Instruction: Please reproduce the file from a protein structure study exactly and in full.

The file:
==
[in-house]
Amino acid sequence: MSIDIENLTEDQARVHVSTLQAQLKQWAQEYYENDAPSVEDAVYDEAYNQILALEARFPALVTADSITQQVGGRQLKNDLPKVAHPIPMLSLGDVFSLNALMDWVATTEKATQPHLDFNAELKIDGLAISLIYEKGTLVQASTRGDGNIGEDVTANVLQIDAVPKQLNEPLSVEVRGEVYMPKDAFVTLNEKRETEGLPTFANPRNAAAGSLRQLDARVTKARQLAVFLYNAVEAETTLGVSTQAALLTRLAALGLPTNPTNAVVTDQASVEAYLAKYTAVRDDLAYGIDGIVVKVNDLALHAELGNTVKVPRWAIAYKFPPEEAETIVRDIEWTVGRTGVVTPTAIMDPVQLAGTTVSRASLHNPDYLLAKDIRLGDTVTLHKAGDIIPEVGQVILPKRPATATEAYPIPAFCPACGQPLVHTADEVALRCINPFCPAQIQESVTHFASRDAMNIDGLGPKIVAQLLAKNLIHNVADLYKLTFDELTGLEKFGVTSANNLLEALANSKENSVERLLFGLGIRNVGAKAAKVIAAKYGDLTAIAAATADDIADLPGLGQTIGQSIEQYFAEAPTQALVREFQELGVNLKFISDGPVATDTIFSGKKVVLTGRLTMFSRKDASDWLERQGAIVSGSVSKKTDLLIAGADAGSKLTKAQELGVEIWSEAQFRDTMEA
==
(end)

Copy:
[in-house]
Amino acid sequence: MSIDIENLTEDQARVHVSTLQAQLKQWAQEYYENDAPSVEDAVYDEAYNQILALEARFPALVTADSITQQVGGRQLKNDLPKVAHPIPMLSLGDVFSLNALMDWVATTEKATQPHLDFNAELKIDGLAISLIYEKGTLVQASTRGDGNIGEDVTANVLQIDAVPKQLNEPLSVEVRGEVYMPKDAFVTLNEKRETEGLPTFANPRNAAAGSLRQLDARVTKARQLAVFLYNAVEAETTLGVSTQAALLTRLAALGLPTNPTNAVVTDQASVEAYLAKYTAVRDDLAYGIDGIVVKVNDLALHAELGNTVKVPRWAIAYKFPPEEAETIVRDIEWTVGRTGVVTPTAIMDPVQLAGTTVSRASLHNPDYLLAKDIRLGDTVTLHKAGDIIPEVGQVILPKRPATATEAYPIPAFCPACGQPLVHTADEVALRCINPFCPAQIQESVTHFASRDAMNIDGLGPKIVAQLLAKNLIHNVADLYKLTFDELTGLEKFGVTSANNLLEALANSKENSVERLLFGLGIRNVGAKAAKVIAAKYGDLTAIAAATADDIADLPGLGQTIGQSIEQYFAEAPTQALVREFQELGVNLKFISDGPVATDTIFSGKKVVLTGRLTMFSRKDASDWLERQGAIVSGSVSKKTDLLIAGADAGSKLTKAQELGVEIWSEAQFRDTMEA